Longevity and NAD+

closeup image of a white mouse

NAD+ levels in our cells are indicators of how long we might live healthy lives. Increasing it, at least in mice, has significantly extended their lifespan, and caused a reversal to some of their aging. NAD+ (Nicotinamide adenine dinucleotide) is a coenzyme found in all living cells.  As we age, levels of NAD+ decreases causing a resultant lack of energy and motivation. This is because one of the roles NAD+ serves is to move the energy from the foods we eat into basic cell functions. Even more important, another role is to turn off (down-regulate) genes that speed up the degenerative process. Part of this degenerative cycle entered into with decreased NAD+ involves the depletion of our mitochondrial DNA resulting in senescence and death. [1]

An enzyme called CD38 builds up in our cells as we age. This enzyme increases 2 to 3 times in aging cells.[4] Future research will target this enzyme. Until then, longevity researchers have found a way to boost NAD+ levels using a form of Vitamin B3 called Nicotinamide Riboside (NR). Vitamin B3, as you may know, is niacin. You may remember niacin from that flushed feeling you got from eating B vitamin supplements. I personally can’t take niacin supplements because I get extremely flushed to the point of feeling sick. I have none of those problems when taking NR.

Scientists began focusing on NR after a 2013 study by Harvard researcher, David Sinclair and his team, was published that showed that NAD+ levels decline with age. Studies on yeast resulted in an amazing lengthening of the organism’s life span, nearly double. Moving up the evolutionary ladder, tests on round worms, c elegans caused them to live up to 16% longer. Studies on mice were even more amazing.

Mice were fed a high-fat diet to make them obese. After taking NR the mice had more energy and an improvement in factors associated with aging, such as improved insulin sensitivity. When put on a treadmill the supplemented mice were able to run more than 33% further than the mice that received no NR supplementation. Even more, in December of 2013 Price and his team reported that  the muscle cell mitochondria in older mice were restored to their youthful state. This happened after only a few weeks of injections with another cellular NAD+ promoting compound, nicotinamide mononucleotide.

One of the pains of growing old is the difficulty in losing weight. You will be happy to know that NR helped the mice keep from gaining weight. In fact, they lost weight. This may be due to the fact that NR increases the metabolism in the mice which increased calorie-burning.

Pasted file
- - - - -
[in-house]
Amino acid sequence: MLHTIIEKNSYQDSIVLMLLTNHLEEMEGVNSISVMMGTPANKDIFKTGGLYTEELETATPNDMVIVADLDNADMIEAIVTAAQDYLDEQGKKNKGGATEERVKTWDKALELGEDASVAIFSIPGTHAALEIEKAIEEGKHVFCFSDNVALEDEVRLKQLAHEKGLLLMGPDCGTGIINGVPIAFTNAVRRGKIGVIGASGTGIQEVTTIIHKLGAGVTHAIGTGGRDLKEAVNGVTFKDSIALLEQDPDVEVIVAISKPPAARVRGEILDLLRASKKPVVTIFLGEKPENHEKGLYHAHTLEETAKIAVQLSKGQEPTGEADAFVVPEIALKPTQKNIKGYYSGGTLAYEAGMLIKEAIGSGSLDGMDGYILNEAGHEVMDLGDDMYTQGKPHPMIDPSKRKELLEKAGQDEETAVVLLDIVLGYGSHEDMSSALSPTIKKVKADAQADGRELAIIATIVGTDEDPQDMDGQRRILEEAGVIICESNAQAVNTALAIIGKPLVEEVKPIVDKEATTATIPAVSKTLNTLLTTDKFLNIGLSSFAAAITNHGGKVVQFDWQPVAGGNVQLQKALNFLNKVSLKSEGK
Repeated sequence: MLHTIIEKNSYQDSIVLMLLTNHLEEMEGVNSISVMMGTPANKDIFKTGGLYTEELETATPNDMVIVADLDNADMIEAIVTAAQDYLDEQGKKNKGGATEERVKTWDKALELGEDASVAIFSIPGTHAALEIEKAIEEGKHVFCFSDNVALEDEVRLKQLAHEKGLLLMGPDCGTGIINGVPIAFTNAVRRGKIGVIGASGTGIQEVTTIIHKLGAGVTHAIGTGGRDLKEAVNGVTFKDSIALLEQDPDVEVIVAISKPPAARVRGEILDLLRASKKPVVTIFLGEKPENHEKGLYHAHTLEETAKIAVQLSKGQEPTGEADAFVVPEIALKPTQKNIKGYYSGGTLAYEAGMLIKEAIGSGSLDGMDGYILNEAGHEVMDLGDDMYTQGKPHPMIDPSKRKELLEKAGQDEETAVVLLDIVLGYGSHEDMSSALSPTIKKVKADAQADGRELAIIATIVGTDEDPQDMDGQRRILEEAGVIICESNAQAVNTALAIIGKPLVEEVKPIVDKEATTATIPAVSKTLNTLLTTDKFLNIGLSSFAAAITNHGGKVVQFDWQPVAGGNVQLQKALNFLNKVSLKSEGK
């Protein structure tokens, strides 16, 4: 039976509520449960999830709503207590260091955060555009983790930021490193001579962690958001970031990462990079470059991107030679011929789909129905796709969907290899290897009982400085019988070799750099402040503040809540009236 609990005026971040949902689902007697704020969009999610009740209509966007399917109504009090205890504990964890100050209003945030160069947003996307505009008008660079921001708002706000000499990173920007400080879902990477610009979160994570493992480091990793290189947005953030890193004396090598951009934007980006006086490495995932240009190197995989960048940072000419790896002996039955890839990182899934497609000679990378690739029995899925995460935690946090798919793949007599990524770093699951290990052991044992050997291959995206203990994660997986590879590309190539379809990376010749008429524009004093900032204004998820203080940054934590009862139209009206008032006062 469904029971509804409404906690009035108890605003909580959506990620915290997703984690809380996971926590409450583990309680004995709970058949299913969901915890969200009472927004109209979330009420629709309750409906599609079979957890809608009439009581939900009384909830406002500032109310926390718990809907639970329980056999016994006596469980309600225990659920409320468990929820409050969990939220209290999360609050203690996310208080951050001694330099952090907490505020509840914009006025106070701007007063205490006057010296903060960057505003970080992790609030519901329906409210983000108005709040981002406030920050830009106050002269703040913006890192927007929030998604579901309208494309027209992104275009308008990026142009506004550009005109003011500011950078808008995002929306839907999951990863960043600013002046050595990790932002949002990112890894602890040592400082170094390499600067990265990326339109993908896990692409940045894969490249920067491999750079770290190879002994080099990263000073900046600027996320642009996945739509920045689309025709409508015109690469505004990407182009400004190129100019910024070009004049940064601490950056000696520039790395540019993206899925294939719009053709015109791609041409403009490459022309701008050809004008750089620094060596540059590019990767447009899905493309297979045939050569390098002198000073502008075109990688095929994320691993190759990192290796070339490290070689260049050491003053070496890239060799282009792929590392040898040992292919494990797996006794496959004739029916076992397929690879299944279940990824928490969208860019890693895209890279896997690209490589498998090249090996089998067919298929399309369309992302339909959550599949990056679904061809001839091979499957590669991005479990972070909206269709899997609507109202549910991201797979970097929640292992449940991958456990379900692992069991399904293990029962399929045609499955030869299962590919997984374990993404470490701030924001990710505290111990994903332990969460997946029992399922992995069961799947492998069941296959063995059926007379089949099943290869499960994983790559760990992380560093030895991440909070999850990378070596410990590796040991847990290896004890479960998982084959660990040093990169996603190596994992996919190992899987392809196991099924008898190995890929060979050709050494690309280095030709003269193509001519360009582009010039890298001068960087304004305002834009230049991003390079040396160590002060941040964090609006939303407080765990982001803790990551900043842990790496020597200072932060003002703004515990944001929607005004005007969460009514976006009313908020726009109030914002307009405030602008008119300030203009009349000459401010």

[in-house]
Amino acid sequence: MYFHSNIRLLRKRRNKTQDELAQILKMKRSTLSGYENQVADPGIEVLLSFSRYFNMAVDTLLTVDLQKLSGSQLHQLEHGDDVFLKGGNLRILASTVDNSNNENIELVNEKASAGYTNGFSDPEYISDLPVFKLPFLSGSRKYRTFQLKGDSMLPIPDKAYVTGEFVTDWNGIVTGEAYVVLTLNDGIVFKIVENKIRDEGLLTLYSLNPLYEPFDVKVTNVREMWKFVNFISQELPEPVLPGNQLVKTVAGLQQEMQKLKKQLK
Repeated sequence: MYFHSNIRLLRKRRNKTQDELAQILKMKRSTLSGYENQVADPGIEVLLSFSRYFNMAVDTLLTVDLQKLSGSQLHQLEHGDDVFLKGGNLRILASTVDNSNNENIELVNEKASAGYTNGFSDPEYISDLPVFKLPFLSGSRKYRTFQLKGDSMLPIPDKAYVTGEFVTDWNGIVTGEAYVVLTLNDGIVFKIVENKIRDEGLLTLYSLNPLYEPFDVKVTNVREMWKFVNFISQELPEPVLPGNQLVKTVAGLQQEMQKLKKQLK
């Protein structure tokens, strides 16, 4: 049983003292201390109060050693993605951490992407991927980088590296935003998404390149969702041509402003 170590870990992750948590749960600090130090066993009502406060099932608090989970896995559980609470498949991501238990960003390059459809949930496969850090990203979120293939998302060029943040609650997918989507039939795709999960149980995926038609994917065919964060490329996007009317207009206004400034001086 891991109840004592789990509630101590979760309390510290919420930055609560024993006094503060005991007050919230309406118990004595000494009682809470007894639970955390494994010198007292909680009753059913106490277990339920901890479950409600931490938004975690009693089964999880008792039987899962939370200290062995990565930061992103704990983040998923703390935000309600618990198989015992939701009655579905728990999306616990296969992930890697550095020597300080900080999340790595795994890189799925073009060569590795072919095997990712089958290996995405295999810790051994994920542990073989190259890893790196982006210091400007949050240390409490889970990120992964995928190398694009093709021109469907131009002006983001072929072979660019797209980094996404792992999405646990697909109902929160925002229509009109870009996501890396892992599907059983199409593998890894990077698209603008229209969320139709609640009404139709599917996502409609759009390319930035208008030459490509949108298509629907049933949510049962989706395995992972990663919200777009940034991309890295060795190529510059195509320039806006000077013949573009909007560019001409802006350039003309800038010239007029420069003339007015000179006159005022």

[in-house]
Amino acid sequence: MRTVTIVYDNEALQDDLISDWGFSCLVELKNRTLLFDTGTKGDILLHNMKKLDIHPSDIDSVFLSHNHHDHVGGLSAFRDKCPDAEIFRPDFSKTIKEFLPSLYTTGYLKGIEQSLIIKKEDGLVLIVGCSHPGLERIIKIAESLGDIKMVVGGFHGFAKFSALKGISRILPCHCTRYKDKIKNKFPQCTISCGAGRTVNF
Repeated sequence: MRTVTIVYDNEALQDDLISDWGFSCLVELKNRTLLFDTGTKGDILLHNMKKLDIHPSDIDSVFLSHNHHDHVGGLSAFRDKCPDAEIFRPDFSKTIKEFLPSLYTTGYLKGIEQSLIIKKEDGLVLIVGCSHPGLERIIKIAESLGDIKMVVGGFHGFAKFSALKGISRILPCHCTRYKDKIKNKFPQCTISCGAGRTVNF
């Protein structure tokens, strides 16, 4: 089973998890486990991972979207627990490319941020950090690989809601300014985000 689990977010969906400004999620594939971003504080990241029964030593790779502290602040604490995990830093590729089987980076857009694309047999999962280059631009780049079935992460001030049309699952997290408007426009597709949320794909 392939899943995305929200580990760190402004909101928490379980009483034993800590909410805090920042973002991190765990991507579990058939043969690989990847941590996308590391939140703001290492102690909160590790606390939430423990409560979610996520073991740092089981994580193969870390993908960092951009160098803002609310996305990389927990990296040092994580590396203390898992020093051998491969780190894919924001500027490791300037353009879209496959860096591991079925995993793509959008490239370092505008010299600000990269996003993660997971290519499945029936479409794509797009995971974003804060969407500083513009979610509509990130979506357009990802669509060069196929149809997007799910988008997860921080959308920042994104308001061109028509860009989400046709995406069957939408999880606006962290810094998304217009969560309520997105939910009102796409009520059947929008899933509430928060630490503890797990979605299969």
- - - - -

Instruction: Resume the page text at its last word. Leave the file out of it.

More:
A study by researchers at the University of Iowa discovered that NR reduced the development of insulin resistance and sensory neuropathy or nerve damage in mice that were bred to have early type 2 diabetes. The results of the study published in Scientific Reports showed that NR was successful at reducing both fasting and and non-fasting blood glucose levels. Basically, mice getting NR just live longer. [3]

In February of 2016 a human clinical trial was started at the University of Copenhagen in collaboration with Chromadex, a company that makes a product called Niagen, focused on the ability of NR to overcome the effects of obesity and diabetes over an 8 week period.[2]

Summing it all up

Supplementation with Nicotinamide Riboside increases NAD+ levels in cells where NAD+ levels traditionally decline with age. Increasing NAD+ levels has shown an increase in muscle mass, ability to fend off diseases associated with obesity and diabetes, and fights neurodegeneration. While most of the literature on NR are from studies in mice and other species, clinical trials are underway at the University of Copenhagen. NAD+ levels are also raised by extreme calorie restriction. Studies in primates have shown calorie restriction to have positive effects when NAD+ levels were raised.

As always, live longer,



  1. Declining NAD+ Induces a Pseudohypoxic State Disrupting Nuclear-Mitochondrial Communication during Aging, Ana P. Gomes, Nathan L. Price, Alvin J.Y. Ling, Javid J. Moslehi, Magdalene K. Montgomery, Luis Rajman, James P. White, João S. Teodoro, Christiane D. Wrann, Basil P. Hubbard, Evi M. Mercken, Carlos M. Palmeira, Rafael de Cabo, Anabela P. Rolo, Nigel Turner, Eric L. Bell, David A. Sinclair, Cell, Volume 155, Issue 7, p1624–1638, 19 December 2013
  2. http://investors.chromadex.com/phoenix.zhtml?c=212121&p=irol-newsArticle&ID=2173811
  3. Science. 2016 Apr 28. pii: aaf2693. ,NAD+ repletion improves mitochondrial and stem cell function and enhances life span in mice.,Zhang H1, Ryu D1, Wu Y2, Gariani K1, Wang X1, Luan P1, D'Amico D1, Ropelle ER3, Lutolf MP4, Aebersold R5, Schoonjans K6, Menzies KJ7, Auwerx J8.
  4. Cell Metabolism, 18 June 2016
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Posted by Ted Coombs

Ted Coombs
Ted Coombs is a medical anthropologist, futurist and author who is passionate about health through knowledge.